PHL100: Aquinas's Five Arguments


Aquinas's Five Arguments for the Existence of God
Here is just one way to sketch out Aquinas's arguments.

  1. Motion
    • There are things in motion.
    • Things are only actually in motion if they can potentially be in motion, and if something actually moving pushes them.
    • A thing can have a potential and an actuality, but not both at the same time. Something can potentially move, or actually move, but not both.
    • Thus, nothing can push itself. Each thing in motion moved by something else in motion prior to it.
    • [Implicit premise: time is linear.]
    • This chain cannot go back forever.
    • There must have been a first mover.
  2. Cause
    • There are causes and effects.
    • Each effect has a cause.
    • An effect cannot be its own cause.
    • Thus, each effect must have a prior and other cause.
    • [Implicit premise: causal chains are linear.]
    • This chain cannot go back forever.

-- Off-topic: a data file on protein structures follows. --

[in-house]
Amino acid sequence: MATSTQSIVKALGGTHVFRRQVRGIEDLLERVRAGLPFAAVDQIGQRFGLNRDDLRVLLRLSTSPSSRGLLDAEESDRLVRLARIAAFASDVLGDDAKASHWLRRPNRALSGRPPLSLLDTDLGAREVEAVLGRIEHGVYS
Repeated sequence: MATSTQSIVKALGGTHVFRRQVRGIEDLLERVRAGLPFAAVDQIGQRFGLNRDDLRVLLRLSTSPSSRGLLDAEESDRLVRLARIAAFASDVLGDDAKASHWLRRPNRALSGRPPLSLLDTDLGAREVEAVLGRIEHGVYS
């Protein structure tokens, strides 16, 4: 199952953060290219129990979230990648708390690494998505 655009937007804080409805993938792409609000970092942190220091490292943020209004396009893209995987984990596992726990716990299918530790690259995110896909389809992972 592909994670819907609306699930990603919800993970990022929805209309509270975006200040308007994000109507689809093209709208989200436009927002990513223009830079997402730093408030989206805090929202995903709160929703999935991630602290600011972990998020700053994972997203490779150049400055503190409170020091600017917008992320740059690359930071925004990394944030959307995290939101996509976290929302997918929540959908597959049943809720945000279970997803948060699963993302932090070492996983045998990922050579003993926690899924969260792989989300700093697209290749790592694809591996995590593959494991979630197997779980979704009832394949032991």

• There must have been a first cause.
  3. Possibility and Necessity
    • There are things which are possible: them come into and out of being.
    • By definition, nothing is possible but always existing (here Aquinas seems to mean that possible is a temporal notion, as noted above).
    • Everything is merely possible, so everything could fail to exist.
    • There must have been one time when everything failed to exist.
    • But if there was a time when nothing existed, then there would have been a time when nothing could exist (since nothing can come from nothing).
    • There must exist a necessary being.
  4. Gradition of Being
    • Many (positive) properties come in degrees (some people are more good than others, etc.)
    • More and less are measured against some maximum.
    • There must be something having the maximum properties (all good, all knowing, all powerful).
  5. Governance of the World [The Design Argument]
    • We see that even things without minds or knowledge have goals.
    • These goals are the best result.
    • There must be a design of nature for this to occur.
    • There must be a designer of nature.